Abstract: Natural language processing (NLP) has made truly impressive progress in recent years, and is being deployed in an ever-increasing range of user-facing settings. Accompanied by this progress has been a growing realisation of inequities in the performance of naively-trained NLP models for users of different demographics, with minorities typically experiencing lower performance levels. In this talk, I will illustrate the nature and magnitude of the problem, and outline a number of approaches that can be used to train fairer models based on different data settings, without sacrificing overall performance levels. The talk will assume intermediate familiarity with NLP and machine learning methods, and is relevant to all industries.
Bio: Tim Baldwin is a Melbourne Laureate Professor in the School of Computing and Information Systems, The University of Melbourne, and also Director of the ARC Centre for Cognitive Computing in Medical Technologies and Vice President of the Association for Computational Linguistics. His primary research focus is on natural language processing (NLP), including social media analytics, deep learning, and computational social science.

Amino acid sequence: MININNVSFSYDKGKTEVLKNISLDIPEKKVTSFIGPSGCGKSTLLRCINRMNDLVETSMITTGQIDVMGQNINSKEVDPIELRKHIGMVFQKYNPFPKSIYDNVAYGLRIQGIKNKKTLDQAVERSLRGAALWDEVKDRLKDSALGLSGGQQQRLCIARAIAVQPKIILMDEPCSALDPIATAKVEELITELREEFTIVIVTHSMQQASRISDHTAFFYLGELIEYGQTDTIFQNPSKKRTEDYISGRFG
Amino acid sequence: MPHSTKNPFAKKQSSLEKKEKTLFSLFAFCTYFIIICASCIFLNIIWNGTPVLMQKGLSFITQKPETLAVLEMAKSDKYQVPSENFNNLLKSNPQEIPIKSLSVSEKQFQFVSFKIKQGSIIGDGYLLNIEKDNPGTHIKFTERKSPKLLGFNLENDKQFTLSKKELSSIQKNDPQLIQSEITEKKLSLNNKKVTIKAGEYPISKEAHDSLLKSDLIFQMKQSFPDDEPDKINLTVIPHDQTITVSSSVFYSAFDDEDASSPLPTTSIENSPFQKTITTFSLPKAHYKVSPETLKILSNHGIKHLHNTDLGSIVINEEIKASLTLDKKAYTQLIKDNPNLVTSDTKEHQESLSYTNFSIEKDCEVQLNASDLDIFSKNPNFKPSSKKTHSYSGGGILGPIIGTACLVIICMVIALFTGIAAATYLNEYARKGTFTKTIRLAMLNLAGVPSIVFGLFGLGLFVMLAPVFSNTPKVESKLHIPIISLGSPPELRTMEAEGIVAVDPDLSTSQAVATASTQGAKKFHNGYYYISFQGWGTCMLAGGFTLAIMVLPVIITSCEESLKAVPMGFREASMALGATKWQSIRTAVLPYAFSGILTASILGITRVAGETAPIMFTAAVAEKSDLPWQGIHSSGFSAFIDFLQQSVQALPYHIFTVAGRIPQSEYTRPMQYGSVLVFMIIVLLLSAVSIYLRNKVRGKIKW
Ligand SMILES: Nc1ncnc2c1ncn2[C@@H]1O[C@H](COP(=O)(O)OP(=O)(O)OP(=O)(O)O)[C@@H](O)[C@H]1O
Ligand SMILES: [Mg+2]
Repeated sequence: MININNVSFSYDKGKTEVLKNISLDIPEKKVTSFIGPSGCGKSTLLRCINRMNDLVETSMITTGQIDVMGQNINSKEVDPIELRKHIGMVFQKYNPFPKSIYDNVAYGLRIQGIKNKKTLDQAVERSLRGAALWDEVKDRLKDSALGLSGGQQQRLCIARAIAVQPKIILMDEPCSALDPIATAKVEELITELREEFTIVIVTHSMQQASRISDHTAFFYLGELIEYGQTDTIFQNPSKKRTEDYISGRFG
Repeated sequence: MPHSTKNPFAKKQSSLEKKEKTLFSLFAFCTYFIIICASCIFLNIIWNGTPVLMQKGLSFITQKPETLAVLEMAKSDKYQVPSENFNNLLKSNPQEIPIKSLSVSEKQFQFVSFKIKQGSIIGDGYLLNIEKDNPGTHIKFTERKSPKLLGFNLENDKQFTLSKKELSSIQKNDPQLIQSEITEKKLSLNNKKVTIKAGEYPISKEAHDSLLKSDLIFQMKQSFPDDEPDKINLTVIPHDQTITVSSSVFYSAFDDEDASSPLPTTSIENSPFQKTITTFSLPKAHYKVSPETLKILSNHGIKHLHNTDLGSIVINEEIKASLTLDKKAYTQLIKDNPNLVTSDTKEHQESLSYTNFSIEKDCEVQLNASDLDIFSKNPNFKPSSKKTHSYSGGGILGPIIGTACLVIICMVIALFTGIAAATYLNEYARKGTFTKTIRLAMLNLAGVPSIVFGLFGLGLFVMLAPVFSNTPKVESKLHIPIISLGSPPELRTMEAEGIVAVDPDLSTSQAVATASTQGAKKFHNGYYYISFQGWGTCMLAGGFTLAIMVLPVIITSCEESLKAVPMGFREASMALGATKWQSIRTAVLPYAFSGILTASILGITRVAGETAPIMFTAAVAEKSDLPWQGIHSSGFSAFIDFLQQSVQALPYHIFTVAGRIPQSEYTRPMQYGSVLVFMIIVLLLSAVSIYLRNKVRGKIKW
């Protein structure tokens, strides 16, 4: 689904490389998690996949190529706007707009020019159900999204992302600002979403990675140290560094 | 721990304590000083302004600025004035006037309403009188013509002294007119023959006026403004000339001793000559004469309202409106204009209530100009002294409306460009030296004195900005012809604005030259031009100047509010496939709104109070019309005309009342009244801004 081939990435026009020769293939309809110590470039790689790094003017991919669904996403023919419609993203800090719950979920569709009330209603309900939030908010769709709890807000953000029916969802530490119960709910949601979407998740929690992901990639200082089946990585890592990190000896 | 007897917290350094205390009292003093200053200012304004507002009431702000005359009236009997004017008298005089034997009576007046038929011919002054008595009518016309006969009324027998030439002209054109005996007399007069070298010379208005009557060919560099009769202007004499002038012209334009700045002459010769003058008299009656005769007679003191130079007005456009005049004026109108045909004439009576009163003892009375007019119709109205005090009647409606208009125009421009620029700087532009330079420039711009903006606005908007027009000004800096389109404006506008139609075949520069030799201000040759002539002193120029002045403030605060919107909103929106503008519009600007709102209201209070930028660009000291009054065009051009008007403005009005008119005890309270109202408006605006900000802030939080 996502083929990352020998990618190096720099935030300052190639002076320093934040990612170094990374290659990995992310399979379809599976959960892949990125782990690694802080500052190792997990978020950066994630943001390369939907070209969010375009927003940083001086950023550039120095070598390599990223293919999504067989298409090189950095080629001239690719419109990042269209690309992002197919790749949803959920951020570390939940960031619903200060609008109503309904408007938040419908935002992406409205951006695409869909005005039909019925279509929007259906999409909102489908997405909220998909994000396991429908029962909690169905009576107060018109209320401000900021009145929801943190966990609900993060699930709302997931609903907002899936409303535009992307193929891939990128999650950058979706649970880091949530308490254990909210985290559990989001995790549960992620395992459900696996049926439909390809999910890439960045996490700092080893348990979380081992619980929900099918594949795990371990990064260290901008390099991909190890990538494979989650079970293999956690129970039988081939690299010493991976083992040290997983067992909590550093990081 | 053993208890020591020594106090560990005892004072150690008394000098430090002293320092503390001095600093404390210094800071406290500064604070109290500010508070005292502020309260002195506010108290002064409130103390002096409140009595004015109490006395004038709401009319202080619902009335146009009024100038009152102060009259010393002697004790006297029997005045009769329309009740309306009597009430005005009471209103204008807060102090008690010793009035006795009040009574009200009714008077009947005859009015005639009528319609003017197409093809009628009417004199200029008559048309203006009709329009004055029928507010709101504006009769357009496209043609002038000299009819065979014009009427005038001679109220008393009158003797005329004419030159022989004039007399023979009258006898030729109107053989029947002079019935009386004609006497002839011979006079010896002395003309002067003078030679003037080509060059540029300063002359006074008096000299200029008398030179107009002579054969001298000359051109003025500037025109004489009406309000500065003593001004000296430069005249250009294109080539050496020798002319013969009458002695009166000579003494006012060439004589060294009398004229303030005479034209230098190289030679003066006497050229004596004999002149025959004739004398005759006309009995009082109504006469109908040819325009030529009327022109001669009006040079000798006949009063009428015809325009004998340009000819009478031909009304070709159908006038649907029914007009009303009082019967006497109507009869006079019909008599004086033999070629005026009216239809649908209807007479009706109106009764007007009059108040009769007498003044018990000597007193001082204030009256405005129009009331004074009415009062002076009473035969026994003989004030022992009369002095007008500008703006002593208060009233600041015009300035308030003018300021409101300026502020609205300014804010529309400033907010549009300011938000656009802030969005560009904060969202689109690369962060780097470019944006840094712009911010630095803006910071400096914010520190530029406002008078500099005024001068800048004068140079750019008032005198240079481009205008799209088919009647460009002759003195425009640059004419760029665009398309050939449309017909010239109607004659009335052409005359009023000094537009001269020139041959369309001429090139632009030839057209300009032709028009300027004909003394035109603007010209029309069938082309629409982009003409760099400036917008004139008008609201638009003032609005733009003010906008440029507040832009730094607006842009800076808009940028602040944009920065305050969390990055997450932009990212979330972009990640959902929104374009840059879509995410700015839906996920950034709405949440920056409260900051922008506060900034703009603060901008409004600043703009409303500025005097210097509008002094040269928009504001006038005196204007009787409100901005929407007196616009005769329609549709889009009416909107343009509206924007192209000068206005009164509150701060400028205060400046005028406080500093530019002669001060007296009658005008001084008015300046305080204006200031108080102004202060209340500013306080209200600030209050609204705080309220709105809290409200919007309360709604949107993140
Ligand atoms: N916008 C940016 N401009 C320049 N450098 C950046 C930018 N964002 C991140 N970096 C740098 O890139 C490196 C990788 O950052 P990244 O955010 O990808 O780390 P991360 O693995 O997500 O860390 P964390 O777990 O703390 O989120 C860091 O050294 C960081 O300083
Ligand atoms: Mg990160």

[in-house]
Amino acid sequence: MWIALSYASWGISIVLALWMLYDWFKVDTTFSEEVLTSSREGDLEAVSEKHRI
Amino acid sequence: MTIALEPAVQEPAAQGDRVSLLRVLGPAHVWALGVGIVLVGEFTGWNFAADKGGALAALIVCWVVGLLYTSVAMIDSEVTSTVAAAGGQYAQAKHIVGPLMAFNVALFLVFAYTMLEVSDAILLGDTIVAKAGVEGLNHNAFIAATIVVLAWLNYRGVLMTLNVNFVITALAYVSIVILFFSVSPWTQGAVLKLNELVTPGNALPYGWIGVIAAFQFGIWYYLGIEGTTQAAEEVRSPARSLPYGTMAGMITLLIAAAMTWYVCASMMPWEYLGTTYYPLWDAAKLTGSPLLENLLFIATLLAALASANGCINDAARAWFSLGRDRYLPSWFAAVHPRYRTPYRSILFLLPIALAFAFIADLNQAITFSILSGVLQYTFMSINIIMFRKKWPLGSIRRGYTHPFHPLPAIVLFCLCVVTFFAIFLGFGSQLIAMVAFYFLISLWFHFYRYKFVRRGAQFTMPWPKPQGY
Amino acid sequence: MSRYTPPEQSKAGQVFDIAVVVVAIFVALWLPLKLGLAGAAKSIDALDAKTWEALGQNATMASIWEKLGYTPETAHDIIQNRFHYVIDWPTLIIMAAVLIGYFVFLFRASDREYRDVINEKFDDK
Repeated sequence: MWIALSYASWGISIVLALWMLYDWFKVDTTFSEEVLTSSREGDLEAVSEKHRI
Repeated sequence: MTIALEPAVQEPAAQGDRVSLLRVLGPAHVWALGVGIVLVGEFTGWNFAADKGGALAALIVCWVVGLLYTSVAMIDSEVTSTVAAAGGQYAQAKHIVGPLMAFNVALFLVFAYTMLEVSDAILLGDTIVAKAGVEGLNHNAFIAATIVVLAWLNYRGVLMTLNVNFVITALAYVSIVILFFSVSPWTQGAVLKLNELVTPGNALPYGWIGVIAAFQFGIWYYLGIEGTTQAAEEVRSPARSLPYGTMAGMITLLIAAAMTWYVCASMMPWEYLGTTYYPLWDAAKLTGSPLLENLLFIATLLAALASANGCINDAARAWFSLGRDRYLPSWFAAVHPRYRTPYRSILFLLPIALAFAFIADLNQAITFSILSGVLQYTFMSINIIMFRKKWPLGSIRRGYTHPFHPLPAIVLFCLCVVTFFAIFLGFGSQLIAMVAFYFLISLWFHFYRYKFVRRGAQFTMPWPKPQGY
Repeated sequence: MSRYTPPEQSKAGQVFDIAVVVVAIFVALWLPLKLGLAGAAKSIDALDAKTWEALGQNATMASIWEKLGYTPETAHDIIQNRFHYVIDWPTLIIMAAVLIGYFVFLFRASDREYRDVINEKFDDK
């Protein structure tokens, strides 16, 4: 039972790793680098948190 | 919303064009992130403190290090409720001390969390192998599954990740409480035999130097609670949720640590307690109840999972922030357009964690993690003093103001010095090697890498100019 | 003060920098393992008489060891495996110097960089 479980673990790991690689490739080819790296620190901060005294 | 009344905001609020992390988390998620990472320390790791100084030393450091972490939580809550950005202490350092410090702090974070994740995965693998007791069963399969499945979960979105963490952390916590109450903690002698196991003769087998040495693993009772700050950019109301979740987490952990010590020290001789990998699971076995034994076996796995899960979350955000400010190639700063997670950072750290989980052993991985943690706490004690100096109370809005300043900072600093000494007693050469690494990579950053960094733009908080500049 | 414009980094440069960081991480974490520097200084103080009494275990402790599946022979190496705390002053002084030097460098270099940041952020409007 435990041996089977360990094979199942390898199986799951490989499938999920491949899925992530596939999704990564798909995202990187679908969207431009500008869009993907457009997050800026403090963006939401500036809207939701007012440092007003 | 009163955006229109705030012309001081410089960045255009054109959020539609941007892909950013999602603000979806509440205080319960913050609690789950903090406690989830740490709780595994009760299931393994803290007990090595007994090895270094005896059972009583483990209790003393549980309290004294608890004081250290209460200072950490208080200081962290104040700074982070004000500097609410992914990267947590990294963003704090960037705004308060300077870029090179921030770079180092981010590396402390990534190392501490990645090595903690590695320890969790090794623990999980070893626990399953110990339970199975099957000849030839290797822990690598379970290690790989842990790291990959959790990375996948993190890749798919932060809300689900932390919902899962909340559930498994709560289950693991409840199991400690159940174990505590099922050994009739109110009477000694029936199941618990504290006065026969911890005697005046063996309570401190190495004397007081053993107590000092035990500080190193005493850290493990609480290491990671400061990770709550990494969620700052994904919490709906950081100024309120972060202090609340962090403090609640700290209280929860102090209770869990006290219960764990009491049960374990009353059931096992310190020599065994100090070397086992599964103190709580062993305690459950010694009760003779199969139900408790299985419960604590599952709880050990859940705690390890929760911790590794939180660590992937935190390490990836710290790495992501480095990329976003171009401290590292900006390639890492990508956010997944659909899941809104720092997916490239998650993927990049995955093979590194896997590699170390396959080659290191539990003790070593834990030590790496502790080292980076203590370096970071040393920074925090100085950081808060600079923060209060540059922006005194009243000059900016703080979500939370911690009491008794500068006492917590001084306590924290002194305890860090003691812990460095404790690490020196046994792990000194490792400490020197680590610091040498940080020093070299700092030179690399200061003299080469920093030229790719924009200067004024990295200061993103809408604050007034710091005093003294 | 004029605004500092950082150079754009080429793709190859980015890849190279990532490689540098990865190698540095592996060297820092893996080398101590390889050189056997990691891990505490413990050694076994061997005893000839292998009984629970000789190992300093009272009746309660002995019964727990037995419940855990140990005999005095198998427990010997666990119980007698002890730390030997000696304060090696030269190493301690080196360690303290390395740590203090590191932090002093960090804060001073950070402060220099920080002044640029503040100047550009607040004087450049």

Tim completed a BSc(CS/Maths) and BA(Linguistics/Japanese) at The University of Melbourne in 1995, and an MEng(CS) and PhD(CS) at the Tokyo Institute of Technology in 1998 and 2001, respectively. Prior to joining The University of Melbourne in 2004, he was a Senior Research Engineer at the Center for the Study of Language and Information, Stanford University (2001-2004). His research has been funded by organisations including the Australia Research Council, Google, Microsoft, Xerox, ByteDance, SEEK, NTT, and Fujitsu, and has been featured in MIT Tech Review, IEEE Spectrum, The Times, ABC News, The Age/SMH, Australian Financial Review, and The Australian. He is the author of well over 400 peer-reviewed publications across diverse topics in natural language processing and AI, with over 16,000 citations and an h-index of 60 (Google Scholar), in addition to being an IBM Fellow, ARC Future Fellow, and the recipient of a number of best paper awards at top conferences.